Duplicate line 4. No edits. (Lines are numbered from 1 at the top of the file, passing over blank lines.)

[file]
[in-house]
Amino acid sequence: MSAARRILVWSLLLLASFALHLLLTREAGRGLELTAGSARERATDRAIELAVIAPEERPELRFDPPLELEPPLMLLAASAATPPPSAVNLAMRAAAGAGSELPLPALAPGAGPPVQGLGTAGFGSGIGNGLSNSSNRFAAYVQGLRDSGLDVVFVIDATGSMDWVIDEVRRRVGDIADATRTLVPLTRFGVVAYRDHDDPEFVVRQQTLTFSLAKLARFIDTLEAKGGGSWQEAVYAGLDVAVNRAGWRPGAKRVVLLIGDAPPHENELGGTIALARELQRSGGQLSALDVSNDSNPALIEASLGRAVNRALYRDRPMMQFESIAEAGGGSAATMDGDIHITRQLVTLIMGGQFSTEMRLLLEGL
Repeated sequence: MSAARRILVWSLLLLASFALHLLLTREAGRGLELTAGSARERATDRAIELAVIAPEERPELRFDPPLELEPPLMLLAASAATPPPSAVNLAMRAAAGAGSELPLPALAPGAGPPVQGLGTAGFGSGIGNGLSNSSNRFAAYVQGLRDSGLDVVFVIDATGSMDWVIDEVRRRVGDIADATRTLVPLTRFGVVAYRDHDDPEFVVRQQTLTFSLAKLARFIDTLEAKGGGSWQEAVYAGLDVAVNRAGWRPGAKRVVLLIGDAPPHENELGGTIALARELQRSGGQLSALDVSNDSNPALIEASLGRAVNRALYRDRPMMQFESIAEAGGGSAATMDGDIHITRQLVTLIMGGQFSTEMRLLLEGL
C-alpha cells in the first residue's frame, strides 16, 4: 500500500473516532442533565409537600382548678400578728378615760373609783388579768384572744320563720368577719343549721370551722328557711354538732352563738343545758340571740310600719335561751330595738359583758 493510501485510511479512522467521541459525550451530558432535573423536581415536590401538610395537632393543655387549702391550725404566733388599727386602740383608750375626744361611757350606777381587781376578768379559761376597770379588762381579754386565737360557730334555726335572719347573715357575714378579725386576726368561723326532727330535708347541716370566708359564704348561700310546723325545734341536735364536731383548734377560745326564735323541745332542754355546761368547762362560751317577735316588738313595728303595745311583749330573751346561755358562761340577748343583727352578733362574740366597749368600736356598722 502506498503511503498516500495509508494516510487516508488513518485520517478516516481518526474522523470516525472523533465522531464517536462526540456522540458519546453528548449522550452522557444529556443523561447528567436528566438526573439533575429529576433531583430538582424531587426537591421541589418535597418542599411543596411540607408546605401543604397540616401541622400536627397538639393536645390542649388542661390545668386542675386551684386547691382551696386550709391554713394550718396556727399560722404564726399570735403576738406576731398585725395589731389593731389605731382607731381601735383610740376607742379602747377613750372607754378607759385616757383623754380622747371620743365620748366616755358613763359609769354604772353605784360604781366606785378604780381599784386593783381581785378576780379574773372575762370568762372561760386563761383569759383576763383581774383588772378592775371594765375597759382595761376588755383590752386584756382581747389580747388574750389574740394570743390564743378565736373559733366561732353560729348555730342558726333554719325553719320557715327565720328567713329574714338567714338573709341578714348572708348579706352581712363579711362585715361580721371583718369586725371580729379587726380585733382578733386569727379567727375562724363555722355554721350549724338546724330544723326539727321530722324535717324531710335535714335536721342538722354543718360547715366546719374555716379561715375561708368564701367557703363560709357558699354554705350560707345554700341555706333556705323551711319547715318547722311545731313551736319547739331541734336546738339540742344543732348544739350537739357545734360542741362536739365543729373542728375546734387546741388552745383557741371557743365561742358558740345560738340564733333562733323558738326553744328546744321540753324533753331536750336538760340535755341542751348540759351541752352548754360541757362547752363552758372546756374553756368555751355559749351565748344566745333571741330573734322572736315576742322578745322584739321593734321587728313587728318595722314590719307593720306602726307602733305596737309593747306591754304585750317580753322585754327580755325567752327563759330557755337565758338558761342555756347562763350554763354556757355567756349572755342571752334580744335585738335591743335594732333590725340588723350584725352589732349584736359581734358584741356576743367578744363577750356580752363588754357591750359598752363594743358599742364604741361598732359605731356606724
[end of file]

C-alpha cells in the first residue's frame, strides 16, 4: 500500500473516532442533565409537600382548678400578728378615760373609783388579768384572744320563720368577719343549721370551722328557711354538732352563738343545758340571740310600719335561751330595738359583758 493510501485510511479512522467521541459525550451530558432535573423536581415536590401538610395537632393543655387549702391550725404566733388599727386602740383608750375626744361611757350606777381587781376578768379559761376597770379588762381579754386565737360557730334555726335572719347573715357575714378579725386576726368561723326532727330535708347541716370566708359564704348561700310546723325545734341536735364536731383548734377560745326564735323541745332542754355546761368547762362560751317577735316588738313595728303595745311583749330573751346561755358562761340577748343583727352578733362574740366597749368600736356598722 502506498503511503498516500495509508494516510487516508488513518485520517478516516481518526474522523470516525472523533465522531464517536462526540456522540458519546453528548449522550452522557444529556443523561447528567436528566438526573439533575429529576433531583430538582424531587426537591421541589418535597418542599411543596411540607408546605401543604397540616401541622400536627397538639393536645390542649388542661390545668386542675386551684386547691382551696386550709391554713394550718396556727399560722404564726399570735403576738406576731398585725395589731389593731389605731382607731381601735383610740376607742379602747377613750372607754378607759385616757383623754380622747371620743365620748366616755358613763359609769354604772353605784360604781366606785378604780381599784386593783381581785378576780379574773372575762370568762372561760386563761383569759383576763383581774383588772378592775371594765375597759382595761376588755383590752386584756382581747389580747388574750389574740394570743390564743378565736373559733366561732353560729348555730342558726333554719325553719320557715327565720328567713329574714338567714338573709341578714348572708348579706352581712363579711362585715361580721371583718369586725371580729379587726380585733382578733386569727379567727375562724363555722355554721350549724338546724330544723326539727321530722324535717324531710335535714335536721342538722354543718360547715366546719374555716379561715375561708368564701367557703363560709357558699354554705350560707345554700341555706333556705323551711319547715318547722311545731313551736319547739331541734336546738339540742344543732348544739350537739357545734360542741362536739365543729373542728375546734387546741388552745383557741371557743365561742358558740345560738340564733333562733323558738326553744328546744321540753324533753331536750336538760340535755341542751348540759351541752352548754360541757362547752363552758372546756374553756368555751355559749351565748344566745333571741330573734322572736315576742322578745322584739321593734321587728313587728318595722314590719307593720306602726307602733305596737309593747306591754304585750317580753322585754327580755325567752327563759330557755337565758338558761342555756347562763350554763354556757355567756349572755342571752334580744335585738335591743335594732333590725340588723350584725352589732349584736359581734358584741356576743367578744363577750356580752363588754357591750359598752363594743358599742364604741361598732359605731356606724